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On Jimmy Carter's False Apartheid Analogy

Jimmy Carter has appeared on “Meet the Press,” Larry King, Charlie Rose, and elsewhere making his latest book, Palestine: Peace Not Apartheid, a best-seller. Apparently, Carter’s publisher postponed the publication date until mid-November so as not to distract Democrats with a campaign controversy about their ex-President’s anti-Israel prejudices. By alleging that Israel practices Apartheid, Jimmy Carter’s title reflects a sloppy and nasty form of historical analogizing seeking to delegitimze Israel and Zionism, perpetuated by pro-Palestinian groups on campuses and elsewhere.

Carter has defended his title, by using “Apartheid” as a synonym for “apartness” and saying the division is economic not racial. But he has repeated the South African analogy to drive home his rhetorical point. Using the “Apartheid” label without seeking to impute racism, would be akin to calling Carter a redneck and claiming it only has to do with his tanning habits. If Carter is so innocent as to be unaware of the resonance that term has, he is not the expert on the Middle East or world affairs he purports to be.

This unconscionable, inaccurate label insults anyone who supports the modern Jewish state of Israel as well as everyone who suffered under South Africa’s evil Apartheid system. Apartheid was a racist legal system the Afrikaner Nationalists dominating South Africa’s government imposed after World War II. The Afrikaners’ discriminatory apartness began with their racist revulsion for blacks, reflected in early laws in 1949 and 1950 prohibiting marriages and sexual relations between whites and non-whites. Apartheid quickly developed into a brutal system that tried to dehumanize South Africa’s majority nonwhite population.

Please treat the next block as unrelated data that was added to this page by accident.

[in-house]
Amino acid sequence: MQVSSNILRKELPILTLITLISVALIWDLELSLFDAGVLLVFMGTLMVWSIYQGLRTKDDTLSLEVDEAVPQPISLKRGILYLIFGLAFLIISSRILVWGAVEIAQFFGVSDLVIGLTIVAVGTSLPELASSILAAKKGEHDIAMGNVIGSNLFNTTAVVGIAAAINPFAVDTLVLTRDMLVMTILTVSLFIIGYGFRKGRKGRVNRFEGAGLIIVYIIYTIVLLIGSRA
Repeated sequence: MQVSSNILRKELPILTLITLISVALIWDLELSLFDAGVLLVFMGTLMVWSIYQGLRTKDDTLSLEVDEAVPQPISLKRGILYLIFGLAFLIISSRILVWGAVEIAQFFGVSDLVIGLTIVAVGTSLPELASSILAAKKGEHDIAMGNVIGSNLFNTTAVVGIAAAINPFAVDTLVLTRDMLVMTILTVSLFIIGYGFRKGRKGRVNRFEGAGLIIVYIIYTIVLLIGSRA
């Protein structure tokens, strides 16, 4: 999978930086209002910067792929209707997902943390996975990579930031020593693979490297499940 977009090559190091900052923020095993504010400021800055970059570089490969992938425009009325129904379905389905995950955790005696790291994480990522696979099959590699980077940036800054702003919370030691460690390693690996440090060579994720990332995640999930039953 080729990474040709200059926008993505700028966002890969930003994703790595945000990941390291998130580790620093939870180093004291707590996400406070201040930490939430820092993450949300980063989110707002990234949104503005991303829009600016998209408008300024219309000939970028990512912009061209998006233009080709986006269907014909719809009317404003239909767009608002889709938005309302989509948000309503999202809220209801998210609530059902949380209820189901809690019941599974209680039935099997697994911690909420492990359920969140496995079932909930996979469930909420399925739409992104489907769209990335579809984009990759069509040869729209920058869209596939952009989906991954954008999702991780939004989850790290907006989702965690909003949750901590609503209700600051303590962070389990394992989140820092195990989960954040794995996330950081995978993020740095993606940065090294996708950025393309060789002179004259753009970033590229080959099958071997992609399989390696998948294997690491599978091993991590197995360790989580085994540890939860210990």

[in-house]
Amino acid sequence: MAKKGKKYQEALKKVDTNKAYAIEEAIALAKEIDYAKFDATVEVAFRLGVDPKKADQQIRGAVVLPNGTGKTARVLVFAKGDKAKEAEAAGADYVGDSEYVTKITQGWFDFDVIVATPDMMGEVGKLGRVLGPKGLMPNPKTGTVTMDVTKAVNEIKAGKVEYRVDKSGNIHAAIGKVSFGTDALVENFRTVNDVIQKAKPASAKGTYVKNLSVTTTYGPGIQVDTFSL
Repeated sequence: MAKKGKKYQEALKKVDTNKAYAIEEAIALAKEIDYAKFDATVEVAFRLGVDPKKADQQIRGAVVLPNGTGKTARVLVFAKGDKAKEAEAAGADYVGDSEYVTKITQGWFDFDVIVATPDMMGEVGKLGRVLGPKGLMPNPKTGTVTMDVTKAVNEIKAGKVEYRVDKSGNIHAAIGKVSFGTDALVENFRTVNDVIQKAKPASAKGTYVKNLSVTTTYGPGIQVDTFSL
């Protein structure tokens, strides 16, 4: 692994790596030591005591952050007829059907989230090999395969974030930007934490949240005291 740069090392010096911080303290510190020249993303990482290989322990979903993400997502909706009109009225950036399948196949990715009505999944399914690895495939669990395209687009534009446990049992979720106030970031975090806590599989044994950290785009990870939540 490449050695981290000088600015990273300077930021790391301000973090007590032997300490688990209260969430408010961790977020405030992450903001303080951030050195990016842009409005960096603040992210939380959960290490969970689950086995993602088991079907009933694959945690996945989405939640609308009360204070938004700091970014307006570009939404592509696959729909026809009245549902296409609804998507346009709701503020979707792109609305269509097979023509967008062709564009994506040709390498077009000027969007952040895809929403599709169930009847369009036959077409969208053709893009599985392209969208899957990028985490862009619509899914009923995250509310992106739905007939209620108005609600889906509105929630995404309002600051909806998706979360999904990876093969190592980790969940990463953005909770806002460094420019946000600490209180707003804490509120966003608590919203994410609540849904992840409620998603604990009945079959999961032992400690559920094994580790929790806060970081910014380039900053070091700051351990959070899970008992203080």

Beyond the historical definition, international law emphasizes that Apartheid involves intentional, mandated racism. In 1973 the United Nations General Assembly defined Apartheid as “the purpose of establishing and maintaining domination by one racial group of persons over any other racial group of persons and systematically oppressing them.” The fact that Israel’s Declaration of Independence – and founding document – promises to “uphold the full social and political equality of all its citizens, without distinction of race, creed or sex,” proves that Israel rejects racism and by definition cannot be accused of Apartheid.

Injecting “racism” into the Palestinian-Israeli conflict is absurd. It is a sloppy attempt to slander Israel with the accusation du jour, a statement as trendy and ahistorical as equating Zionism with European colonialism, another folly given Jews’ historic ties to the land of Israel. Since the Nazi attempt to annihilate Jews as a “race,” the Jewish world has recoiled against defining Jews as a “race.” Zionism talks about Judaism, the Jewish people, the Jewish state. The Arab-Israeli conflict is a nationalist clash with religious overtones. The rainbow of colors among Israelis and Palestinians, with black Ethiopian Jews, and white Christian Palestinians, proves that both national communities are diverse.